Martin Wolf has a good column on the difficulties of crafting an appropriate regulatory structure. Basically, he says, in order to get a truly safe system we have to abolish banking. Despite recent difficulties, that isn't desirable. So he offers an outline for how improve the system without destroying it:
First, create a set of laws and institutions that make it possible to bankrupt any and all institutions, even in a crisis. Second, make financial institutions safer, with much higher capital requirements, against all activities. Third, prevent off-balance-sheet activities. Fourth, impose dynamic provisioning. Fifth, require huge cushions of contingent capital. Finally, cease to favour debt-finance, throughout the economy.
Kevin Drum is on board:
This is very sensible sounding: the first item is a backstop in case the others don't work, and four of the remaining five items are aimed at reducing leverage throughout the banking system. (Dynamic provisioning is the exception. It might be a good idea, but it's not directly related to reducing leverage.) Now extend this to the rest of the financial system and make sure to write the rules with no wiggle room, and you're done. Piece of cake, really. Any other problems you'd like solved?
But Matthew Yglesias sees trouble:
I’m not sure how much of this can stick in an industry where the product and the inputs (just money, really) can cross international borders so easily. Shut down some antics in London and they move to Zurich.
I'm on board with some of Wolf's ideas. The first is a clear priority; indeed, one of the reasons why the financial crisis was so bad that it threatened to kill the entire global economy is because Paulson and Geithner had no way to wind down troubled firms in an orderly fashion. Markets panicked as half the financial industry was in a state of flux, and an old-fashioned bank run was on. (For a good description of this, see this excerpt from Andrew Ross Sorkin's new book.) It wasn't that banks were too big too fail per se. It was that there was no legal way for them to fail in a timely, ordered fashion. So Paulson and Geithner had to try to find buyers for the troubled firms, transform investment banks into bank-holding corporations to get access to loans from the Fed, and try other ad hoc "fixes" to prevent total collapse.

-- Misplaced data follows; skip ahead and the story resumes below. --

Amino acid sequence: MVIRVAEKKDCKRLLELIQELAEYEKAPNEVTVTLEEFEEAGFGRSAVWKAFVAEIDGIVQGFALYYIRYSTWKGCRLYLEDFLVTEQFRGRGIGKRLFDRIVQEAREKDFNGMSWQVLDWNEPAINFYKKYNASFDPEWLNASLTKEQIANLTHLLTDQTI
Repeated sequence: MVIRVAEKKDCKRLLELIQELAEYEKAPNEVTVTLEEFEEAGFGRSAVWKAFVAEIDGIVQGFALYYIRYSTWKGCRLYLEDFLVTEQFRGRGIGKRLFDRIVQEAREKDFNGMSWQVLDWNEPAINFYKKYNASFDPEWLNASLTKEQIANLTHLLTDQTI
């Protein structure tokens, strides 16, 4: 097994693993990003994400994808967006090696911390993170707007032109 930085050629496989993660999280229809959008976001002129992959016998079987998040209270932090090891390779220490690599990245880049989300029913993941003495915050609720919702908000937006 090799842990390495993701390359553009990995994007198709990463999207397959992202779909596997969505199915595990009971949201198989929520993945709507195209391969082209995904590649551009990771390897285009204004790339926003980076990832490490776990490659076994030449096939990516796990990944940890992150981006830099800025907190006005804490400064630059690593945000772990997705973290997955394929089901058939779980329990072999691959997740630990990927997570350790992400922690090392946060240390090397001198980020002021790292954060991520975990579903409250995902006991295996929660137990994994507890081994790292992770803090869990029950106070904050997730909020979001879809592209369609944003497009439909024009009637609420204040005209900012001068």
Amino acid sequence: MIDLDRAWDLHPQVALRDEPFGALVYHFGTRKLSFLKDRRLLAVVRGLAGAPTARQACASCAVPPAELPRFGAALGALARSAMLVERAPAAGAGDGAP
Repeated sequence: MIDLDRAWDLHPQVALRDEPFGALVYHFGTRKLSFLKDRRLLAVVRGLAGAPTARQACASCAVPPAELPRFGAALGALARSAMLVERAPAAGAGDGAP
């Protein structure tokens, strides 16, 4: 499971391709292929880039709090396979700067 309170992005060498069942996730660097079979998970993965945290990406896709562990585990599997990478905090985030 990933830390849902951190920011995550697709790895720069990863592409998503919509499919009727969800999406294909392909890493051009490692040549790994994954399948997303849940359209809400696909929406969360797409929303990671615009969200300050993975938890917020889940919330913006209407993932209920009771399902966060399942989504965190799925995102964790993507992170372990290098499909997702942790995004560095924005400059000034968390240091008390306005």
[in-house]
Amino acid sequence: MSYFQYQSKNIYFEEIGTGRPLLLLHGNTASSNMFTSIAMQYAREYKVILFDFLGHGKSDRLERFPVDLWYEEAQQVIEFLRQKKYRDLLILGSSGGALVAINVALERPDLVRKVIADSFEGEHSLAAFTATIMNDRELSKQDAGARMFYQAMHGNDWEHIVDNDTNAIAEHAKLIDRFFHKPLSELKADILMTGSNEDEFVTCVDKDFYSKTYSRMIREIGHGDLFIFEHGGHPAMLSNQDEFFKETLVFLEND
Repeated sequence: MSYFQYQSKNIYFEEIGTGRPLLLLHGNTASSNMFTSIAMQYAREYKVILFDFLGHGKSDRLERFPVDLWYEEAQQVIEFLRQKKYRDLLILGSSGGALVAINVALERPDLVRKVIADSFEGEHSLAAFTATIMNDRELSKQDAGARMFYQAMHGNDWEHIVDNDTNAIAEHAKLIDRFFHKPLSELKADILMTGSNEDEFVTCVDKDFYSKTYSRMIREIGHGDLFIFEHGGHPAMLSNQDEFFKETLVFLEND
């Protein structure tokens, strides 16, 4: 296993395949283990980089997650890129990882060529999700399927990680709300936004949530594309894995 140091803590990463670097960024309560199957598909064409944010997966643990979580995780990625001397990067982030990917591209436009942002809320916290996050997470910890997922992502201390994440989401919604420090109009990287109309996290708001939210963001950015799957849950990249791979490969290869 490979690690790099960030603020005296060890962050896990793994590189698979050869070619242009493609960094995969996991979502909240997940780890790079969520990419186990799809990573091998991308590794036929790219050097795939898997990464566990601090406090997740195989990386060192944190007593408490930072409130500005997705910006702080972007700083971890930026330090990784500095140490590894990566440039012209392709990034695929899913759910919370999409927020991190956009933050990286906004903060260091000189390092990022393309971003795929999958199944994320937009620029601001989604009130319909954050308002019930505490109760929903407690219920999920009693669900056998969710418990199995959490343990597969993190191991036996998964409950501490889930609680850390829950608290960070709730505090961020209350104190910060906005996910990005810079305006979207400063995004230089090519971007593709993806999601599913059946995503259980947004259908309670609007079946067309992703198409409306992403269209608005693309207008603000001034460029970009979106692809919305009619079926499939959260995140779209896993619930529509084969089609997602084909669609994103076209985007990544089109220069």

I am similarly in agreement with Wolf that all bank activities should be "on balance sheet". A lack of transparency was a major problem in this crisis, and part of the reason was that nobody knew what obligations what banks actually had. And this includes the bankers themselves, not to mention traders, hedge funds, short sellers, etc. Any regulation that improves transparency in the financial system is a good one, if you ask me.
But contra Drum, I'm not sure what good the other provisions would have done in this crisis. All of the banks were more than well-capitalized, even Lehman. Merrill Lynch had $140bn in cash that dissipated in about a week because of withdrawals when they were fundamentally solvent. Most banks had Tier 1 ratios more than double their Basel requirements and overall capital ratios were similarly high. Bank runs caused illiquid firms to become insolvent, and chaos ensued because there was no way to wind them down.
There were two primary problems in this crisis: mispriced risk, and massive amounts of uncertainty that led to a panic. Wolf's proposals don't address the risk part, and once a panic sets in a bank is doomed no matter how much capital they hold in reserve. Moreover, one reason why banks were levered up so high was because of the risk-weighting scheme in Basel that, combined with the Recourse Rule, encouraged banks to invest in asset-backed securities. If we require higher capital requirements under a similar risk-weighting rule we'll be essentially encouraging even more leverage.
Yglesias' response is similarly misguided. The problem wasn't regulatory competition. Indeed, the U.S. has higher capital requirements than many other Western countries, yet that didn't matter to anyone. (Additionally, whatever the U.S. does generally becomes a widely-adopted international industry "best practice" standard.)
I would add one thing to Wolf's list: make it easier to declare "bank holidays" on part or all of the banking system. It now seems clear that excessive short-selling made the crisis much worse than it needed to be. Also, most of the work by Paulson, Bernanke, Geithner, and private firms had to be done over weekends while the markets were closed. If Bernanke and Paulson could have declared a week-long holiday + ban on short-selling the day that Lehman collapsed, and used that time to come up with permanent solutions, much agony might have been avoided. Same if they could have conducted "stress tests" or determined which banks could survive and which couldn't without markets reacting to every drop of sweat on Paulson's brow.